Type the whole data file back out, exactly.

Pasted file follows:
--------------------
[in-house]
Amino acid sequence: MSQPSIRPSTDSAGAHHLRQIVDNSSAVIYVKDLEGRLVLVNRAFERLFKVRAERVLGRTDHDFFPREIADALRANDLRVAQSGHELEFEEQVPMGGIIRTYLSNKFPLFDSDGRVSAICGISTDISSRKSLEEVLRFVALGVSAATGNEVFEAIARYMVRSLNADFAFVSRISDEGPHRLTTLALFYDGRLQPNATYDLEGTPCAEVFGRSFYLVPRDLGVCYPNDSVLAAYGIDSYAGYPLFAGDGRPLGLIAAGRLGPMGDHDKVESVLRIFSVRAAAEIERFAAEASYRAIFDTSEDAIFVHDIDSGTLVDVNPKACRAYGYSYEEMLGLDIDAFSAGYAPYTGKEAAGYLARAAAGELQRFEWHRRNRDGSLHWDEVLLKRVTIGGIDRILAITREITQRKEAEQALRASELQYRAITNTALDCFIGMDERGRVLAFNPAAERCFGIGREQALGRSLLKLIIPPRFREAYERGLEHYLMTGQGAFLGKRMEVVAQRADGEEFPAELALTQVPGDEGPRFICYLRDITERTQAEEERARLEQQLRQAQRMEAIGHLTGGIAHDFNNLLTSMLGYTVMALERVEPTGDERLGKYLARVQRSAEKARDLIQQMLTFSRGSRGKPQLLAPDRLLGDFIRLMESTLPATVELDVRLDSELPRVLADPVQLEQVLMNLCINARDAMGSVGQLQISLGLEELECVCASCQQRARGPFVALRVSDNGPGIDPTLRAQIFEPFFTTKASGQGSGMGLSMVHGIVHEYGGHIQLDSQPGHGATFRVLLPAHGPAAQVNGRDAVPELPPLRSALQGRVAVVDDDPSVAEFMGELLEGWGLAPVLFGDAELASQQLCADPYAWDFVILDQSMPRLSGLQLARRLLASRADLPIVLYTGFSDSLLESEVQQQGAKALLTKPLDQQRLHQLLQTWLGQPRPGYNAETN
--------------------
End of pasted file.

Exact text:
[in-house]
Amino acid sequence: MSQPSIRPSTDSAGAHHLRQIVDNSSAVIYVKDLEGRLVLVNRAFERLFKVRAERVLGRTDHDFFPREIADALRANDLRVAQSGHELEFEEQVPMGGIIRTYLSNKFPLFDSDGRVSAICGISTDISSRKSLEEVLRFVALGVSAATGNEVFEAIARYMVRSLNADFAFVSRISDEGPHRLTTLALFYDGRLQPNATYDLEGTPCAEVFGRSFYLVPRDLGVCYPNDSVLAAYGIDSYAGYPLFAGDGRPLGLIAAGRLGPMGDHDKVESVLRIFSVRAAAEIERFAAEASYRAIFDTSEDAIFVHDIDSGTLVDVNPKACRAYGYSYEEMLGLDIDAFSAGYAPYTGKEAAGYLARAAAGELQRFEWHRRNRDGSLHWDEVLLKRVTIGGIDRILAITREITQRKEAEQALRASELQYRAITNTALDCFIGMDERGRVLAFNPAAERCFGIGREQALGRSLLKLIIPPRFREAYERGLEHYLMTGQGAFLGKRMEVVAQRADGEEFPAELALTQVPGDEGPRFICYLRDITERTQAEEERARLEQQLRQAQRMEAIGHLTGGIAHDFNNLLTSMLGYTVMALERVEPTGDERLGKYLARVQRSAEKARDLIQQMLTFSRGSRGKPQLLAPDRLLGDFIRLMESTLPATVELDVRLDSELPRVLADPVQLEQVLMNLCINARDAMGSVGQLQISLGLEELECVCASCQQRARGPFVALRVSDNGPGIDPTLRAQIFEPFFTTKASGQGSGMGLSMVHGIVHEYGGHIQLDSQPGHGATFRVLLPAHGPAAQVNGRDAVPELPPLRSALQGRVAVVDDDPSVAEFMGELLEGWGLAPVLFGDAELASQQLCADPYAWDFVILDQSMPRLSGLQLARRLLASRADLPIVLYTGFSDSLLESEVQQQGAKALLTKPLDQQRLHQLLQTWLGQPRPGYNAETN